"I have learned through experience that if trends on these reports go down, in six months sales are down," Steve says. "If they go up, sales go up. It's a fact. And it's great when evaluating the performance of a new manager. Using the reports, I can determine the strengths and weaknesses of each of the 13 store managers I supervise. When a manager is doing well, I can move him to a better performing store where he can make more incentive money. I avoid basing financial incentives on the reports because they will be tempted to 'pre-select' which customers receive the survey invitation on the boxtopper. Also, the CriticalAlert! system makes it possible to determine how well a new manager is doing in two months rather than having to wait six months after the damage is done if the manager wasn't performing well. "I know immediately whether a new manager needs special help or training when the scores for a given store fall after the new manager took over."

"The only challenge I see with this system is choosing who will manage it. It's an operational tool designed to keep customers not a marketing tool. It's important to follow-up with managers and see that they are addressing areas where the reports show lagging levels of satisfaction." He says that this report system provides true employee accountability unlike the mystery shopper service he used to use. You simply cannot use one or two shoppers' observations a month as an actionable and reliable management tool.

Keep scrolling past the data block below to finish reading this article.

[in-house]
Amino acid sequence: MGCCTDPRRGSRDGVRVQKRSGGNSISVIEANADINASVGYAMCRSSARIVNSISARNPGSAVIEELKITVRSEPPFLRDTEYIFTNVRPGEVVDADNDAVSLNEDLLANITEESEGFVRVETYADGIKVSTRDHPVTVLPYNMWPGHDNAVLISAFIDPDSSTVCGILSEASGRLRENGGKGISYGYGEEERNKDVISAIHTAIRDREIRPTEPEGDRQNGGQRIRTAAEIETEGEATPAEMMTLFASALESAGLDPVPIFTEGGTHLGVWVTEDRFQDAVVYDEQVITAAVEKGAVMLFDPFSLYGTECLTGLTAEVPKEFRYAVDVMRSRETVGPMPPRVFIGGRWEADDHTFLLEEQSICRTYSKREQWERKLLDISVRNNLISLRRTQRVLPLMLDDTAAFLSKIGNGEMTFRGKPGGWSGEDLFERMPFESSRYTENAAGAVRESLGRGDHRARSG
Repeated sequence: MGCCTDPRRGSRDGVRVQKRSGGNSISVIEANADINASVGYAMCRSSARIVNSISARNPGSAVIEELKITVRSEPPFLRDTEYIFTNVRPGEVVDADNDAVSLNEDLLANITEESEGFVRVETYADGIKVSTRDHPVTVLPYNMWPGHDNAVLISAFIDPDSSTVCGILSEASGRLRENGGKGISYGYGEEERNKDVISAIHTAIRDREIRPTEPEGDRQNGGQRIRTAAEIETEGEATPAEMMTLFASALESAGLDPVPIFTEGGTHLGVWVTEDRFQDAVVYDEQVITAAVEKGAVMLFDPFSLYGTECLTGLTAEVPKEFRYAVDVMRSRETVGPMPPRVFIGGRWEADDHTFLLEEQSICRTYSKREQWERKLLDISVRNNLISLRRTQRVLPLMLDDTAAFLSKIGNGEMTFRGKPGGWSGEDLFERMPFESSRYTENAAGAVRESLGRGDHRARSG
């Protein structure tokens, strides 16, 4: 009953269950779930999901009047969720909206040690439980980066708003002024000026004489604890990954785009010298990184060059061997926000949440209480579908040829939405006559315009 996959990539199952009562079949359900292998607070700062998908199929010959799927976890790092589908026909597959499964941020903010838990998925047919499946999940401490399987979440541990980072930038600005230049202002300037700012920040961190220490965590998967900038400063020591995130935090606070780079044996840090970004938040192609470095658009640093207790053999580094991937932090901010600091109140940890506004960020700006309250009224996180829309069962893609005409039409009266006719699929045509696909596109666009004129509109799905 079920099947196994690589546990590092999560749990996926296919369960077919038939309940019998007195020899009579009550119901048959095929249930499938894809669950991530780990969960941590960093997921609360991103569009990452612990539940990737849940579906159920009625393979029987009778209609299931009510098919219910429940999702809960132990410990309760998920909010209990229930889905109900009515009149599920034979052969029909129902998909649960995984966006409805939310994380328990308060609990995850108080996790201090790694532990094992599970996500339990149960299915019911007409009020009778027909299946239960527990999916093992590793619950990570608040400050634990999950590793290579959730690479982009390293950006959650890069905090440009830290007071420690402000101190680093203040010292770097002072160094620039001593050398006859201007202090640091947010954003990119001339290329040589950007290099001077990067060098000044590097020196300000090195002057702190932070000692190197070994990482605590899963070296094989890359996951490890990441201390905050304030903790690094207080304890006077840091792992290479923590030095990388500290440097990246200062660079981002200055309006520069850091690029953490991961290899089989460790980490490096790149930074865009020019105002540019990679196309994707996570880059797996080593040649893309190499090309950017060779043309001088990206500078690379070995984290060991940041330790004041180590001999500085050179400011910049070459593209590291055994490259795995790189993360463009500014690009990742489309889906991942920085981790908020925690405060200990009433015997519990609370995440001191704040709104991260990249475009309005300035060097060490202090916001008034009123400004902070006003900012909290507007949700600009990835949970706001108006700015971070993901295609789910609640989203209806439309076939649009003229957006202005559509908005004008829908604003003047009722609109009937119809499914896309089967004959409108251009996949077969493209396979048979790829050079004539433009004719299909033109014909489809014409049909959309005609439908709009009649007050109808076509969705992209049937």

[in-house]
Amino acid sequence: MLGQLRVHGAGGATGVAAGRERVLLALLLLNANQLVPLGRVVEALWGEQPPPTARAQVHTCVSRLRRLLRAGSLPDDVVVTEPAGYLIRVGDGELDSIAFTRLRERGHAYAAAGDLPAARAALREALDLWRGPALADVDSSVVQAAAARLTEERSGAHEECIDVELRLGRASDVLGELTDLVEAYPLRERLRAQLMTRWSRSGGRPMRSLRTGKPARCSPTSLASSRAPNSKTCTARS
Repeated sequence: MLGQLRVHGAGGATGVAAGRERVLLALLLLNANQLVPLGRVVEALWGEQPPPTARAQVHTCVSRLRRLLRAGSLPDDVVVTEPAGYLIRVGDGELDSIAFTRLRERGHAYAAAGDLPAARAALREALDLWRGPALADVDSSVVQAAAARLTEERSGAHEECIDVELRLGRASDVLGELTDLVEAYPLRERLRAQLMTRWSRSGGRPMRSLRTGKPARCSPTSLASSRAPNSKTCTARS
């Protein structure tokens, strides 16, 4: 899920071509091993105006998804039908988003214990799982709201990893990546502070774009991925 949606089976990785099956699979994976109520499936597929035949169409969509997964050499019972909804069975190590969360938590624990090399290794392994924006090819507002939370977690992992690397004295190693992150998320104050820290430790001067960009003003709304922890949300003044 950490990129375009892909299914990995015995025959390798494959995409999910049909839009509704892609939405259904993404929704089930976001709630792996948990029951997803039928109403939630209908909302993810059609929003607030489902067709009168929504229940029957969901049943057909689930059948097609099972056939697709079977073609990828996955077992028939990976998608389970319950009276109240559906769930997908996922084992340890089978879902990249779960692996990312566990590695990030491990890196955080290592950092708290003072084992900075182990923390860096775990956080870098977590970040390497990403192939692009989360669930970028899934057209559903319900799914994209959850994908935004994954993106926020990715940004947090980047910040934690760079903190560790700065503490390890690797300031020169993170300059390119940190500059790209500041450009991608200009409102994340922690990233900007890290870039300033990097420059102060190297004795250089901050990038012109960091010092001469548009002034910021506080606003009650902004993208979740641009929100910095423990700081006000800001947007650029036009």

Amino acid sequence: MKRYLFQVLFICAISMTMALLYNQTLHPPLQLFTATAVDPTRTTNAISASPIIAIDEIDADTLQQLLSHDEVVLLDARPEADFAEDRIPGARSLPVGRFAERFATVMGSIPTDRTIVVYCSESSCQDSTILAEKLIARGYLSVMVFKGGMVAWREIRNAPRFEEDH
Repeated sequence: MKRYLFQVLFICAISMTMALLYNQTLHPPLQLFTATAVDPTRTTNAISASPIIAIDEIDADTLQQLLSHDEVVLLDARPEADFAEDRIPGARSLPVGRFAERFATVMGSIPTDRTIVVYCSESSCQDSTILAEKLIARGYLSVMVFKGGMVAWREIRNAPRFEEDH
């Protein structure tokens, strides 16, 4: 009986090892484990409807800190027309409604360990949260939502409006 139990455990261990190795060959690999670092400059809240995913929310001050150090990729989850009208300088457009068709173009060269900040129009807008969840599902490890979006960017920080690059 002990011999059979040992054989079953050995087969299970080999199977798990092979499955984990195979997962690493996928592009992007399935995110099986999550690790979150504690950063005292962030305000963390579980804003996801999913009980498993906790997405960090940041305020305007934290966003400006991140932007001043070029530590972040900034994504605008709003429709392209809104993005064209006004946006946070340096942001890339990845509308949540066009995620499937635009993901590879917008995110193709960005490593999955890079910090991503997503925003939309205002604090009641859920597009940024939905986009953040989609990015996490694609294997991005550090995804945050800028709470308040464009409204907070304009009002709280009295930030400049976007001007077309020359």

Ken says the biggest hurdle they had to overcome was getting managers to believe in the system. He says that at first his managers just believed it was another way for them to evaluate their job performance and didn't understand it wasn't so much about monitoring the managers as it was keeping customers and building loyalty. Ken says they were surprised at their pizza rating at first. "We always thought we had a great product," he said. "We found out there were some problems based on the scores we received from CriticalAlert!. But once we realized the data was accurate we were able to identify the problems and correct them. The system is also a great way to create competition between our stores. In the end, it really has an effect on sales. Now each store manager can't wait to retrieve their scores on the Internet and compare them to all the other Domino's Franchisees on the system. "CriticalAlert! has also helped manage our drivers better. Once they receive too many complaints, action is taken. We even had to let a couple of drivers go once our customers complained, giving us the opportunity to call the customer to verify the complaint," Steve said.

Qualistics provides the CriticalAlert! system to thousands of pizza operators in the U.S., Canada and now in Europe. They have agreed to provide PMQ with a quarterly look at our industry's overall performance based on millions of surveys. This will provide pizza operators with an idea of how the industry is perceived overall and allow them to compare the scores to their stores. The graph here indicates the scores for 12 months ending December 31, 2001. ( – slow loading in new browser}